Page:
MAJOR employers have been urged to implement fair and transparent pay and reward policies as part of a strategy to increase the number of women taking up careers in engineering and technology.
The Yorkshire-based networking group Forward Ladies has published an action plan which it believes will help to tackle the skills crisis in the science technology engineering and maths (STEM) sector.
The report, which is sponsored by Yorkshire Water, Leeds-based Sky Betting & Gaming, BT and Coca Cola, found that more needs to be done to attract young women into jobs that are male dominated.
It said that workplace diversity within the STEM sector remains a major challenge, with just 13 per cent of roles being filled by women.
The action plan to accompany the report states that companies can help to bridge the gap by maintaining strong internal and external networks to support women. They must also ensure that female members of staff are rewarded for good work.
The report says: “Earning potential was the second most popular reason why women left their employment - only six per cent of respondents cited work-life balance. A commitment to fairness and transparency in reward and recognition with robust policies and procedures is needed.”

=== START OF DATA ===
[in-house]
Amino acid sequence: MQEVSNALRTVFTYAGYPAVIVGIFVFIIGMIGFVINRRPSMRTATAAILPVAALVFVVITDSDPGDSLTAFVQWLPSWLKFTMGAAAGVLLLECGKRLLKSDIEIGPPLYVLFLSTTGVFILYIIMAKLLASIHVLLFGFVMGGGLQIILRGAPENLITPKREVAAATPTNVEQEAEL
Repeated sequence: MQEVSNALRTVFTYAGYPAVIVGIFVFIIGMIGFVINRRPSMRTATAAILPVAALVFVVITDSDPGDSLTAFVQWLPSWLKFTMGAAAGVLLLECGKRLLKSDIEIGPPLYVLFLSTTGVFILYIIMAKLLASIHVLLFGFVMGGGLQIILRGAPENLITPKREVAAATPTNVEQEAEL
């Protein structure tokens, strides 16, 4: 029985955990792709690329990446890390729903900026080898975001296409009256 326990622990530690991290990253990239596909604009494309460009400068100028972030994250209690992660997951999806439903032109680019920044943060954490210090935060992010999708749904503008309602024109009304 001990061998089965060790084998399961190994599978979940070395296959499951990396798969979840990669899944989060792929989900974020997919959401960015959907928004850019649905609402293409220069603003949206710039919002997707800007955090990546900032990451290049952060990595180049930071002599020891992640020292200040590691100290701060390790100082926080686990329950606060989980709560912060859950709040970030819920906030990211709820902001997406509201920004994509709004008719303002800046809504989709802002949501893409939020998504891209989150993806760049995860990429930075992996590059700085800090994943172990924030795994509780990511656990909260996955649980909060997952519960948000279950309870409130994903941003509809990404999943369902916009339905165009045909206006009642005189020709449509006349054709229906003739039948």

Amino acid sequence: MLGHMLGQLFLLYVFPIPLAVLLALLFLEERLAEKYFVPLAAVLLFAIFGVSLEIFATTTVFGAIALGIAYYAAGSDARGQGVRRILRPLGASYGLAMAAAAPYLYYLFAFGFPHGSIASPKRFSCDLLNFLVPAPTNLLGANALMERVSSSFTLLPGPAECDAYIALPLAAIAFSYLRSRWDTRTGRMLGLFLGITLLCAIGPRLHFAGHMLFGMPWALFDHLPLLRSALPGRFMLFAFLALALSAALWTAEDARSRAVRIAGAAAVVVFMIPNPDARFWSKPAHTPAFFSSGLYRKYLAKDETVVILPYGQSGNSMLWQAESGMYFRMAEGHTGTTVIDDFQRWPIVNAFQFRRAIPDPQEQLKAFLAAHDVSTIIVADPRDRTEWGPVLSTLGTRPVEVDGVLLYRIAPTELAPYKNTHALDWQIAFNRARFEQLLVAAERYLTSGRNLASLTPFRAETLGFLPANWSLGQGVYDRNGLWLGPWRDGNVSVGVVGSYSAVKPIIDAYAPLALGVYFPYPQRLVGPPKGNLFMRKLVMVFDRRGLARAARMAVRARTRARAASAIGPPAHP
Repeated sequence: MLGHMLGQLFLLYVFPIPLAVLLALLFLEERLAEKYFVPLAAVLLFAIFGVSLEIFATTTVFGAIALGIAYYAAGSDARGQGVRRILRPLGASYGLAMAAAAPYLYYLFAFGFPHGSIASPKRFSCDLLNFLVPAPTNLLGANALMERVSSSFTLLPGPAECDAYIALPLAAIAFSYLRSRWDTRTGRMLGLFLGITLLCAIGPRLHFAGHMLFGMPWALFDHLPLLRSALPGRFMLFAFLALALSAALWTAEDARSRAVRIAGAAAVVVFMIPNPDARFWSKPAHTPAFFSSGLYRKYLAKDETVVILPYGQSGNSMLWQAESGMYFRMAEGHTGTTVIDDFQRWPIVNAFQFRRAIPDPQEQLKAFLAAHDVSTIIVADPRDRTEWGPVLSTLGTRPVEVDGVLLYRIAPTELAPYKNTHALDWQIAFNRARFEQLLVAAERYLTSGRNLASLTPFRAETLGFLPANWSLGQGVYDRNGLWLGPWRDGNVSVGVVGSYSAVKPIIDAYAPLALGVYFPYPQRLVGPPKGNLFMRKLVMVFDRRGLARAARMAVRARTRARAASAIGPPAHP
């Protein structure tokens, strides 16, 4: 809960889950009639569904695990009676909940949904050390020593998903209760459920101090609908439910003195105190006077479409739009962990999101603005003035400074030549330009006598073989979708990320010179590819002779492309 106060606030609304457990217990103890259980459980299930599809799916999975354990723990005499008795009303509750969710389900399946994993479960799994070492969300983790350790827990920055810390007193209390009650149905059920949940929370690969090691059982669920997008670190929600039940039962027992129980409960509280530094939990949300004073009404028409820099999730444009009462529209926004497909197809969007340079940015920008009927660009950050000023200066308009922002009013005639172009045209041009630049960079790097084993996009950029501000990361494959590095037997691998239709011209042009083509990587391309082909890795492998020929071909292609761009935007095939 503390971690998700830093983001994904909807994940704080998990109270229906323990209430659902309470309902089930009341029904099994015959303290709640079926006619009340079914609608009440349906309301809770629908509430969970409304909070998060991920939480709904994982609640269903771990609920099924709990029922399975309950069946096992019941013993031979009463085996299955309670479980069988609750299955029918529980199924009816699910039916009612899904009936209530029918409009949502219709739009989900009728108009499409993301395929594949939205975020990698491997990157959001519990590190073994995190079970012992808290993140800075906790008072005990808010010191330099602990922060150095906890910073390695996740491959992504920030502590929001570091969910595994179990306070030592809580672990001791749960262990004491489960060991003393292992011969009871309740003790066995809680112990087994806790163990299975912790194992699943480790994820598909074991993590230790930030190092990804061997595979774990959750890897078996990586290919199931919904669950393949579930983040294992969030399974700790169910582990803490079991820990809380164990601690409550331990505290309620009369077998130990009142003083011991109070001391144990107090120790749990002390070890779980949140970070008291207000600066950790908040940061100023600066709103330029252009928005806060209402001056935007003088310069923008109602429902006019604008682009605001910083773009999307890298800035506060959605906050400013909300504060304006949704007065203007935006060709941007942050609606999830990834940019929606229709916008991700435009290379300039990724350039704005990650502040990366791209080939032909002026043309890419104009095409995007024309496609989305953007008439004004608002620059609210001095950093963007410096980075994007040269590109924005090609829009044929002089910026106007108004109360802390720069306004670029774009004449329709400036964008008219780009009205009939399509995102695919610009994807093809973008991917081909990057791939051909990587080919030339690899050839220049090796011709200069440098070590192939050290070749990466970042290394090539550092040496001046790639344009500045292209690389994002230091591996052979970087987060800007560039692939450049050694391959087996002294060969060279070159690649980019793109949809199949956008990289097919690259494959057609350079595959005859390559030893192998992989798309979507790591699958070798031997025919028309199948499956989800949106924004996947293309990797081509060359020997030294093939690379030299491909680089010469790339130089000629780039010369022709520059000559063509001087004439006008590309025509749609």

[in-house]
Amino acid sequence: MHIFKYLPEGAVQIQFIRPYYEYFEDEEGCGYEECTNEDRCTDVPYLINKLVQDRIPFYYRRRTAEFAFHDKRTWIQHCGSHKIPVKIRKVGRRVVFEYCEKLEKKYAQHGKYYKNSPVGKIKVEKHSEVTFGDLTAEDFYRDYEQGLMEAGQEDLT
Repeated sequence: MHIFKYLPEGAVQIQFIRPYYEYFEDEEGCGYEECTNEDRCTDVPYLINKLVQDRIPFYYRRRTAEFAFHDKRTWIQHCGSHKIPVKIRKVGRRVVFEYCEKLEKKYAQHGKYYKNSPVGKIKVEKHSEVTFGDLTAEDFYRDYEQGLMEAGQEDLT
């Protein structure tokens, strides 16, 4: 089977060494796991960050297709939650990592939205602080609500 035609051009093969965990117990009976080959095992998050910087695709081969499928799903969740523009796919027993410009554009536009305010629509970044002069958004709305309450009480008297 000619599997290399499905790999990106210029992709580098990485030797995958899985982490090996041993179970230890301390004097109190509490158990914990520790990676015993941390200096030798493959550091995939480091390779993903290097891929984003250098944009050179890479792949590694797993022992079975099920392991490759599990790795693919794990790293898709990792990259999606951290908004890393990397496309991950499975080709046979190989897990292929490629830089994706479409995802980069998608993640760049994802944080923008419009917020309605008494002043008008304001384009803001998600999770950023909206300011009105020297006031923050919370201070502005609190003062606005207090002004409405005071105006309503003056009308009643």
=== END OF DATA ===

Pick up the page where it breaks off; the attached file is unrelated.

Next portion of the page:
It concludes: “Achieving diversity starts with small baby steps. Far too many of the employers interviewed during the production of this research seemed unsure of where to begin. Talk is good but actions, no matter how small, are even better.”
The report calls on companies to be more visible on online platforms that are popular with younger job hunters. It calls for more employee advocates for gender equality and larger numbers of diversity advocates.
Speaking at the launch of the report in Leeds, Catherine Boddington, the head of learning and development at Sky Betting & Gaming, said: “It’s apparent there are many opportunities opening up in workplaces, that cultural change is happening, and that clear goals are being set to improve diversity, so these big ambitions have definitely set the tone for a new sense of expectation from women in the workforce.”
She said the next phase would involve using successful women as role models to encourage more women to step forward, and ask for the jobs, salaries and work life balance they deserved.